Periodically I get a call that goes something like this: “We moved into this new house and while renovating a room we found U. S. Savings Bonds. What should we do with them?” Or the caller might say, “We were buying used furniture and taped to the underside of one of the drawers was a stash of savings bonds. Are they worth anything?” In the most dubious of questions the finder asks: “I…er…found some savings bonds. How do I cash them?”
Not to be a killjoy, but there is disappointing news for most “finders” of savings bonds. If you are not named on the bonds, you are not the registered owner. If the registered owner(s) is deceased, but a relative of yours, the representative of the owner’s estate should apply to have the bonds reissued. If, however, the party listed on the bonds is not a deceased family member, you are out of luck. Savings Bonds are registered securities. The person named on the bonds as owner, co-owner or beneficiary is the person entitled to the bond. Contrary to popular opinion, finding savings bonds is not like finding cash.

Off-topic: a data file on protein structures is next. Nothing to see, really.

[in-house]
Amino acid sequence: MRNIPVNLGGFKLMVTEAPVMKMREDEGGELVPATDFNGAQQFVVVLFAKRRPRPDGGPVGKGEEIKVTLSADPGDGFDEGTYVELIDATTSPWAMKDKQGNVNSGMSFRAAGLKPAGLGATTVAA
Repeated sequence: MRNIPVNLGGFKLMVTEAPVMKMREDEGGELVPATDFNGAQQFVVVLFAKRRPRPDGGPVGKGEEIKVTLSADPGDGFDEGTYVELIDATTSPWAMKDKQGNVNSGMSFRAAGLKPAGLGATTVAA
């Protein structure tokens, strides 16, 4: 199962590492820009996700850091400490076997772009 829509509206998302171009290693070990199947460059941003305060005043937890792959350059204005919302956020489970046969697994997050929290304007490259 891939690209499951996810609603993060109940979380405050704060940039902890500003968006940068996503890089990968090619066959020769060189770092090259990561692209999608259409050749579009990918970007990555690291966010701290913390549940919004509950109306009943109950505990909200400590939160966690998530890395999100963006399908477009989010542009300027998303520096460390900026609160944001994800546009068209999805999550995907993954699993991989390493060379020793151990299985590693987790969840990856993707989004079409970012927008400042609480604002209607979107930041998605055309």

“What should I do?” The government suggests you send the bonds to them. They will determine whether the bonds will be paid out. This raises a sticky question. Do government representatives really make any attempt to find the rightful owner? To this writer’s knowledge, no. Instead, they sit and wait and see if the owner ever shows up to claim the lost bonds. The finder may actually have a better shot at reaching the bond owner.
Is there a finder’s fee? No, but there is no law that I am aware of that prohibits the owner of the bonds from rewarding a finder.
Are the bonds always worth something? Not necessarily. The bonds may have been lost long ago and the rightful owner may have replaced them. If they were replaced, the bonds you found are worthless.